The proposed 20 MW extension to the solar farm at the site, consisting of 37,000 additional solar panels, represents a further step in Nissan’s path to carbon neutrality and would result in 20 percent of the plant’s energy coming from onsite renewables if approved. This would generate enough renewable energy to build every single zero-emission Nissan LEAF sold in Europe.
The plans are to be shared with the local community this week, ahead of a formal planning application being submitted.
“Renewables have already made a big difference to our business and we continue to look for ways to make the manufacturing process more sustainable” said Alan Johnson, Vice President Manufacturing at Nissan Sunderland. “As our products made in Sunderland become increasingly electrified, our manufacturing operations are an important part of the ecosystem that will take us to carbon neutrality.”
Nissan began integrating renewable energy sources in Sunderland in 2005 when the company installed its first wind turbines on site. These 10 turbines contribute 6.6 MW power, with the existing 4.75 MW solar farm installed in 2016. The proposed 20 MW solar farm extension would take the total output of renewables to 32 MW at the plant.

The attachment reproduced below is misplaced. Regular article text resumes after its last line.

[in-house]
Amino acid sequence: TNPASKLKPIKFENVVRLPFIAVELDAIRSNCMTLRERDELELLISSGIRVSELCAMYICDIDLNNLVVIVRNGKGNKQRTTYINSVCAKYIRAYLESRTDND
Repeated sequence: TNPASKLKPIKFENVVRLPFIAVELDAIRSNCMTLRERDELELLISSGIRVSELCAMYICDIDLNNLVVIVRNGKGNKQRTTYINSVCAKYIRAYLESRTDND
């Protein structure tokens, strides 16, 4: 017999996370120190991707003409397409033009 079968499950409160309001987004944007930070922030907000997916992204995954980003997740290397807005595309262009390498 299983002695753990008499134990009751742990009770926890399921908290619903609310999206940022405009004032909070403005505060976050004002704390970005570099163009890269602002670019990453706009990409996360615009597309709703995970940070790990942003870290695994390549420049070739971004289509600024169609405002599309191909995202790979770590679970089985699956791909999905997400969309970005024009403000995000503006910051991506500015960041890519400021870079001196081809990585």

The solar farm is being developed and installed by partner company Engenera. The first step in the process is a community consultation which starts this week, with a full planning application expected to follow later this year.
Nissan has set itself the goal to achieve carbon neutrality across the company’s operations and the life cycle of its products by 2050. As part of this effort, by the early 2030s every all-new Nissan vehicle offering in key markets will be electrified, as well as introducing innovations in electrification and manufacturing technology. The company launched the Nissan LEAF over ten years ago and it is now driven by 180,000 EV enthusiasts across Europe, thus preventing 2.5 million tonnes of CO2 from entering the atmosphere every year.
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